The first Linux user I ever encountered ran it on a Falcon.
You're either stupid or a shameless liar.
ARM is just another microprocessor like PPC or 68k or Sparc or Alpha.
ARM doesn't mean Tivo.
Re: I already have a virus-free up-to-date OS
Android has some Trojans. Compared to Windows, that's still pretty virus free.
The key here is always what's your viral infection vector if any? It's not the virus, it's the gaping security hole that it sneaks through.
Re: The GPU is where it's at and Intel GPUs are crap
> and all Intel CPUs (as of HD3000) handle blu-ray and other 1080p content perfectly.
I've heard empty promises like that before. It's like the year of Desktop Linux.
So my argument is hardly nonsensical.
Some of us actually use this stuff rather than just talk about it.
Re: Hold on...
If you don't think the overpriced Unix machines don't have their own single points of failure, you've simply not had enough experience in this industry.
This is just an attempt to discourage consumers from buying from companies that aren't under Microsoft's thumb. White box vendor means someone that's not afraid of losing bulk discounts on Windows licenses.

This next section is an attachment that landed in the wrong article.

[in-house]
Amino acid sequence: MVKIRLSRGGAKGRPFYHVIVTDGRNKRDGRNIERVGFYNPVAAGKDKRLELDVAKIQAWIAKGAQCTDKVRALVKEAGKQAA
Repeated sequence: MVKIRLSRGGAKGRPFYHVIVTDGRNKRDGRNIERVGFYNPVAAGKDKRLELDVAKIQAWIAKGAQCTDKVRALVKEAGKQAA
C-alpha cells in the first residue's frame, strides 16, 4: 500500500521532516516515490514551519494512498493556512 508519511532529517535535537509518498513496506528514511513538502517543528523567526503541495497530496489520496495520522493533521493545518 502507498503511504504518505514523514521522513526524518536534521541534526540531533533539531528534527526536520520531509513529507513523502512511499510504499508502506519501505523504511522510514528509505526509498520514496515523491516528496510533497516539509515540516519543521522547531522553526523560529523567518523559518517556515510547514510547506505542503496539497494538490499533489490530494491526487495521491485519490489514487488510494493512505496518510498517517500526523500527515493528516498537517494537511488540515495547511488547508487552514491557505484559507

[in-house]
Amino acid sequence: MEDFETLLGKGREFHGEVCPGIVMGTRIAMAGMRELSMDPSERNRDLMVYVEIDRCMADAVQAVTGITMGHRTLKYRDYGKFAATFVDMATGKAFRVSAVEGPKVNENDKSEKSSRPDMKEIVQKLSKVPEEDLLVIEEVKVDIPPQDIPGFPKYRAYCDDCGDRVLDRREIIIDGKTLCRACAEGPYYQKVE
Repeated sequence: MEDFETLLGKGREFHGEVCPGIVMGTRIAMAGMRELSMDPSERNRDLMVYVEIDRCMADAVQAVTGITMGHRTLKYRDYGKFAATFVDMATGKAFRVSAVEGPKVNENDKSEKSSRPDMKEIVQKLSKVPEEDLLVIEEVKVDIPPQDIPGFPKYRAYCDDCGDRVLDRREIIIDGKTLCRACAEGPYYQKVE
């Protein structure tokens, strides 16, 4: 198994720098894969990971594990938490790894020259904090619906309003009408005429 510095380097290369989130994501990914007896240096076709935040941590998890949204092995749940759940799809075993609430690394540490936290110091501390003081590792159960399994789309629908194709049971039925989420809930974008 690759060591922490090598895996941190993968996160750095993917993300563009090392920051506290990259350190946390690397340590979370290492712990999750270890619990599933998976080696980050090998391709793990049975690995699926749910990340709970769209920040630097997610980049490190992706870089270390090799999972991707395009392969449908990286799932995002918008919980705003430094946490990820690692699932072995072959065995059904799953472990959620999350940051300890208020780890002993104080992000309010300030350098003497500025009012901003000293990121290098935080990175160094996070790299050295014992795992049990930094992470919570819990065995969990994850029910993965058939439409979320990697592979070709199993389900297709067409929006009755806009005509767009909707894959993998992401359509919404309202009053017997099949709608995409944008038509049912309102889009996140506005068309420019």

Overclocking is an entirely separate issue.
Re: Not just java...
Yeah. What problem?
My two multi-core machines that run mysql were not effected.
Also, none of the machines at the office were impacted.
If not for these hysterics in the press it would never have occurred to me that leap seconds are anything to worry about at all.
Re: 'Far too many religious nutjobs' indeed
Allowing Gays to marry is nothing more than "equality under the law", "the right of contract", and "separation of Church and State".
Add in a little "mind your own business" for good measure.
All of these are core American values even if Washington or Adams might be horrified by the idea of two guys getting married. They would probably be equally horrified at a Catholic and an Anglican getting married.
Religion and Liberty are orthogonal. Following your conscience and imposing it on others are two entirely different things. One does not require the other unless you are a theocrat.
Re: The PC market will disappear in a few years
The graphic is just silly. It's like when fanboys brag about how they own the "over $1000" market. Of course they do because the vast majority of the market is at lower price points. An Ultrabook is like a netbook but with a bigger price tag. Ditch the minaturization and you can get a lot more bang for your buck.
So there is a lot less need to pay that much for your laptop unless you are trying to press the light and thin aspect to the exclusion of all else.
$700? I am not sure I would pay that much for a PC laptop. Just like a $1000 PC.